They walk hours thru jungle, endure hardships, to bring Gospel

Photo from CAM

By Rob Scribner –

To get to some of the most remote Liberian villages, a native missionary walks seven hours through the jungle.

“Sometimes we encounter mosquitoes, snakes or lions, among other animals,” the unnamed missionary told Christian Aid Mission (CAM). “We get sick. Idol worshippers sometimes threaten us, saying that if we don’t leave their village, they will kill us.

“We have to contend with all of that relying on God, the author and finisher of our faith.”

A random photo of jungle in Liberia

His willingness to endure hardship to bring the gospel to the unreached shows the value of “native missionaries” – locals who carry out the Great Commission to their nation. As a general rule, they are willing to suffer more than foreign missionaries and have the capacity to reach more people.

“In some places we go, there is nowhere to sleep; we just lie on the dirt floor,” says the unnamed ministry leader. “There may be no good, safe drinking water or light. When the battery in the flashlight I carry is finished, there’s nowhere to get additional light at all. There are no shops or stores in the jungle.”

In Liberia, 43% of the population follows an ethnic religion. About 40% are Christian, 12% of which is evangelical. Islam holds 12%.

But the labors of native missionaries are improving those statistics. Within a recent six-month period, the missionary and team led 270 people to confess their belief in Christ, the report says.

One recent convert formerly had lived like a prodigal. As a young girl, she wasted most of her life abusing drugs, alcohol and smoking.

“When I shared the gospel with her, I told her the story of the two sons in Luke 15, then I told her, if you will only believe in the Lord Jesus Christ and ask Him to forgive you, He will. Without hesitation, she immediately accepted the Lord Jesus, and she was baptized and is serving in the church as an usher, doing it with joy.”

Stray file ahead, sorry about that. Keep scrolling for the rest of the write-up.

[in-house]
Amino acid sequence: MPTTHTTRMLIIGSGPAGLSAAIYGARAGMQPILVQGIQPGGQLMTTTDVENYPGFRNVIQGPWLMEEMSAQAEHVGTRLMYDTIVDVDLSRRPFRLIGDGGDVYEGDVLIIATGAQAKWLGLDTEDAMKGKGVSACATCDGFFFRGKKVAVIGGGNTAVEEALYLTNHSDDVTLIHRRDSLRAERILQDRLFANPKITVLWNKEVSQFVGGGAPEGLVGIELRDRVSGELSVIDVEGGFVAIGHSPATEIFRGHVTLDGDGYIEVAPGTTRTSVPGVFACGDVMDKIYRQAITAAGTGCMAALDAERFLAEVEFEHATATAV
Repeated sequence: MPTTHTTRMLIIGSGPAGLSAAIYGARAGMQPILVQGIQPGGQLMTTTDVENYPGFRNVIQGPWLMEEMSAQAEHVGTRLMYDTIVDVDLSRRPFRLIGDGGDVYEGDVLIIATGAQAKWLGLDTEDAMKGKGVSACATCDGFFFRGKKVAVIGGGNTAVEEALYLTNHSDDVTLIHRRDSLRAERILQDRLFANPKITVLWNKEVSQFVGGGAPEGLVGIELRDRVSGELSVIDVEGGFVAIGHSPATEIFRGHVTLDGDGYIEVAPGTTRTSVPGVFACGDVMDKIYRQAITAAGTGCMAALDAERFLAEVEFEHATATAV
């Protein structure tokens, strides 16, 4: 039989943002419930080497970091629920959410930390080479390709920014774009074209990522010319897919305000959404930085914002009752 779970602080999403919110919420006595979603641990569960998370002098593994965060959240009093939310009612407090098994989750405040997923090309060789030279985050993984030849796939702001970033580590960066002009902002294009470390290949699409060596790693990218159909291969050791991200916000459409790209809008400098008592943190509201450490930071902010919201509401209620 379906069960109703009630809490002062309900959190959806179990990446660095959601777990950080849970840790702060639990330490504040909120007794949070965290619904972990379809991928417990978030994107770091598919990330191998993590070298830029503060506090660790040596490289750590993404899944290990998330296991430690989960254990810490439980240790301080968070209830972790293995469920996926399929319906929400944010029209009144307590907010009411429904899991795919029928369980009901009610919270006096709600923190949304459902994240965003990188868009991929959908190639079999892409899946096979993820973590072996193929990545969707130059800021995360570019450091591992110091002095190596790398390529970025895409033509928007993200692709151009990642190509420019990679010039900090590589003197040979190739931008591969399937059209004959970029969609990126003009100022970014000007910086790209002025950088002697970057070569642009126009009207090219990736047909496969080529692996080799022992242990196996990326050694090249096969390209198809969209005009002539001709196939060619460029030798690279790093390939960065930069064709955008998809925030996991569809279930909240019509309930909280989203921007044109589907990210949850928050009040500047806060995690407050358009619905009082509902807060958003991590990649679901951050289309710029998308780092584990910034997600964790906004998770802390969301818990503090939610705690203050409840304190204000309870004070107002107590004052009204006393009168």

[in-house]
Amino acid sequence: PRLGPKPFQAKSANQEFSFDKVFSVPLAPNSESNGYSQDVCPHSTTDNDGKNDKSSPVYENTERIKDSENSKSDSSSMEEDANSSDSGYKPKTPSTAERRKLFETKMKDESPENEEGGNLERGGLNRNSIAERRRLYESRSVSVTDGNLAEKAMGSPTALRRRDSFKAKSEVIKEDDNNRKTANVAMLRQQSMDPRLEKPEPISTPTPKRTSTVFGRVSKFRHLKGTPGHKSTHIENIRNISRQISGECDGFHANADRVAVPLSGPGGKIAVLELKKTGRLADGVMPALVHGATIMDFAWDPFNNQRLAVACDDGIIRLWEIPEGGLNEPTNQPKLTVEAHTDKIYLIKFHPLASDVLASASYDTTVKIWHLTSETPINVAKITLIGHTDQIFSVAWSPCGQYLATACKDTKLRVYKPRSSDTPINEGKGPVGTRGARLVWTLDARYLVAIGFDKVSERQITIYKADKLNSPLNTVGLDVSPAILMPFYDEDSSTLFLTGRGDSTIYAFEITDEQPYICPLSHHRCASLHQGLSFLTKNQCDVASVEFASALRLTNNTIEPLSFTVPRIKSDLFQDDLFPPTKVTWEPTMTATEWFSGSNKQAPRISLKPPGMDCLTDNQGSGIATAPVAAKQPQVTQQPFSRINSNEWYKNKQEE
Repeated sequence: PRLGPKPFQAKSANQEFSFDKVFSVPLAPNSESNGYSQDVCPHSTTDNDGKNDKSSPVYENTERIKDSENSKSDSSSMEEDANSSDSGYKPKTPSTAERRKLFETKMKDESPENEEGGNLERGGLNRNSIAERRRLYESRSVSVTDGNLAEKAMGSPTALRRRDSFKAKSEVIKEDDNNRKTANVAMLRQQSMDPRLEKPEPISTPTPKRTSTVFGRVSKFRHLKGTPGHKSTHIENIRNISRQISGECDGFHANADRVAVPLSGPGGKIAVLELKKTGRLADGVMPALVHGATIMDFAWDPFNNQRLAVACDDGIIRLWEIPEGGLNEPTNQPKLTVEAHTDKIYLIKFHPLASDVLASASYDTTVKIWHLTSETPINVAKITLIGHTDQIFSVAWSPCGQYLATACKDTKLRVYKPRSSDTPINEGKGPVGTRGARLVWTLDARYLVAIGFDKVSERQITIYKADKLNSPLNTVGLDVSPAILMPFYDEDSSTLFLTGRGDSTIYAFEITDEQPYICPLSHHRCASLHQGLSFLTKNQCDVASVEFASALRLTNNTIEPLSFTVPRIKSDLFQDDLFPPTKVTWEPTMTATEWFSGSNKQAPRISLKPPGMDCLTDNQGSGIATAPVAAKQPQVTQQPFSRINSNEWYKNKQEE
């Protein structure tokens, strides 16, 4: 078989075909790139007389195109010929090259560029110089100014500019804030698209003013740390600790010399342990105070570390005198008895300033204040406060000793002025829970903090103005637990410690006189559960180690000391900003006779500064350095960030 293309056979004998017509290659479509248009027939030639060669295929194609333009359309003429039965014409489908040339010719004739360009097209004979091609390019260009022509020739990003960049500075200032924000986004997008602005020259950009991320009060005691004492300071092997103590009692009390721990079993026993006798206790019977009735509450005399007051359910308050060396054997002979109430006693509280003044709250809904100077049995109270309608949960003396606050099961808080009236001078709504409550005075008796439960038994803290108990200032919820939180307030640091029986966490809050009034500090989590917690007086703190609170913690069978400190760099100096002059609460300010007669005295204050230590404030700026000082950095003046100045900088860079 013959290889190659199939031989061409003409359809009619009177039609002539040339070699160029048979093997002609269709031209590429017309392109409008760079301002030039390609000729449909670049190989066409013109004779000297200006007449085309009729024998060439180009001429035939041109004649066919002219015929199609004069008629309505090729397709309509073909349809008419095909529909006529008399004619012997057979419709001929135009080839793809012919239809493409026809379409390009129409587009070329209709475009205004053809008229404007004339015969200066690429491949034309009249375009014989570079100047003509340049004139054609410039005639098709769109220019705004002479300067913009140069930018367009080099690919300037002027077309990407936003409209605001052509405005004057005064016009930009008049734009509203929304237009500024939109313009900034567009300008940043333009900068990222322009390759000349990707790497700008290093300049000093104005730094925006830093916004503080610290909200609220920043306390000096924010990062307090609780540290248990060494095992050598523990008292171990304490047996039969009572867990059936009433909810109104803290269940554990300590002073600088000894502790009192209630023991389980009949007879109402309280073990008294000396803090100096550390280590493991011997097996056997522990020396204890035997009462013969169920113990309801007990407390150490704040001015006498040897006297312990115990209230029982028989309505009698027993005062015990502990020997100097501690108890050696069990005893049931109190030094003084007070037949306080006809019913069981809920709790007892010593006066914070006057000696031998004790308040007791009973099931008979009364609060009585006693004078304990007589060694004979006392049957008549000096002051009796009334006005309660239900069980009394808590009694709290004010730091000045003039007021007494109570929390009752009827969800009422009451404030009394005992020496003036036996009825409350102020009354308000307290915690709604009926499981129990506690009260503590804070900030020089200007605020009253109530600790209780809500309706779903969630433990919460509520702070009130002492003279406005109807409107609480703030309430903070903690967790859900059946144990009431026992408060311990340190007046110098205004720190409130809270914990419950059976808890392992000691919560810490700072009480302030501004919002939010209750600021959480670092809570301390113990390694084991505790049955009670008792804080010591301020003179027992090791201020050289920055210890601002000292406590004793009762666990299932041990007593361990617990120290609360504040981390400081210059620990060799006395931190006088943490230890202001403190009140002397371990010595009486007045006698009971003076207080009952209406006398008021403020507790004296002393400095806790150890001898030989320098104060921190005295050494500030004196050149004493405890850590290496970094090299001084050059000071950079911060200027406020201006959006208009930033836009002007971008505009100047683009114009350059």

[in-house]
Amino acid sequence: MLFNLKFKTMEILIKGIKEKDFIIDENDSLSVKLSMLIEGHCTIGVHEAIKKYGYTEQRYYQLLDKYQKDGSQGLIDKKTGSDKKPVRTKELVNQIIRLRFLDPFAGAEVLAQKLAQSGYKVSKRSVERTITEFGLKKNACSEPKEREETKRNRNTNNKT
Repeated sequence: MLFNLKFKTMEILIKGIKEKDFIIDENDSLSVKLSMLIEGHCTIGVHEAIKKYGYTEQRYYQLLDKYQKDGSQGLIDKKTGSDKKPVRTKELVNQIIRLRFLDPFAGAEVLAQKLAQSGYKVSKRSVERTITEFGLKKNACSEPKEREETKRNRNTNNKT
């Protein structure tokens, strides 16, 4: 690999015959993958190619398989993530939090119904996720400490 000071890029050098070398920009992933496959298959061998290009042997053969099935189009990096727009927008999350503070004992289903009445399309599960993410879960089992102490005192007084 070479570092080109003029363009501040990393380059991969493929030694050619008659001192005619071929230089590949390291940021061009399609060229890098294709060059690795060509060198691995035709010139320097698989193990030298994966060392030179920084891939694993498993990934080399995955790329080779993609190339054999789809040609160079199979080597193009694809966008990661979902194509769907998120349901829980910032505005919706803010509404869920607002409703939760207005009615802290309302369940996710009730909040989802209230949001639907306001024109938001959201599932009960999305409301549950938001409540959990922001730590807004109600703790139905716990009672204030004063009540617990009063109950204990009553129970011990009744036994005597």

A remote village in Liberia (not associated with CAM’s evangelization).

How do the local missionaries make inroads into remote villages that are resistant to the Gospel? Sometimes, by farming.

“I plan a day with them, finding out the hour they usually go to their farms and what are some of the things they do there, and sometimes I take some manpower to work, without asking for a dime,” says the native missionary. “I also help them with some agricultural seeds free of charge, such as corn, tomato, and eggplant, though it is very expensive.”

The love demonstrated in a practical way opens doors – and hearts.

“Only the words of God can make the difference,” the missionary says. “As they come to meetings and hear the words of God, and especially when they begin to see the true love of God being demonstrated before their eyes, they believe and turn their lives over.”

In some communities, trouble-makers are turning into honorable citizens and contributors to society.

At times, the missionaries help people with clothing and alms.

“When I begin sharing the gospel tracts and inviting the community dwellers to worship services, some of them will tell me, ‘I want to come to church services, but I don’t have the clothes to wear,’ while others say, ‘I’m hungry,’” he says. “I try to meet some of those immediate needs; soul winners must have compassion.”

Radio programs and revival meetings also figure in the arsenal of evangelistic tools.

“Just as Jesus told his disciples that the harvest is ripe and ready but to pray that the Master of the harvest employ more laborers, so we have been doing just that with commitment and dedication, and as a result, souls were won to Christ.”

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Rob Scribner studies at the Lighthouse Christian Academy in Los Angeles.


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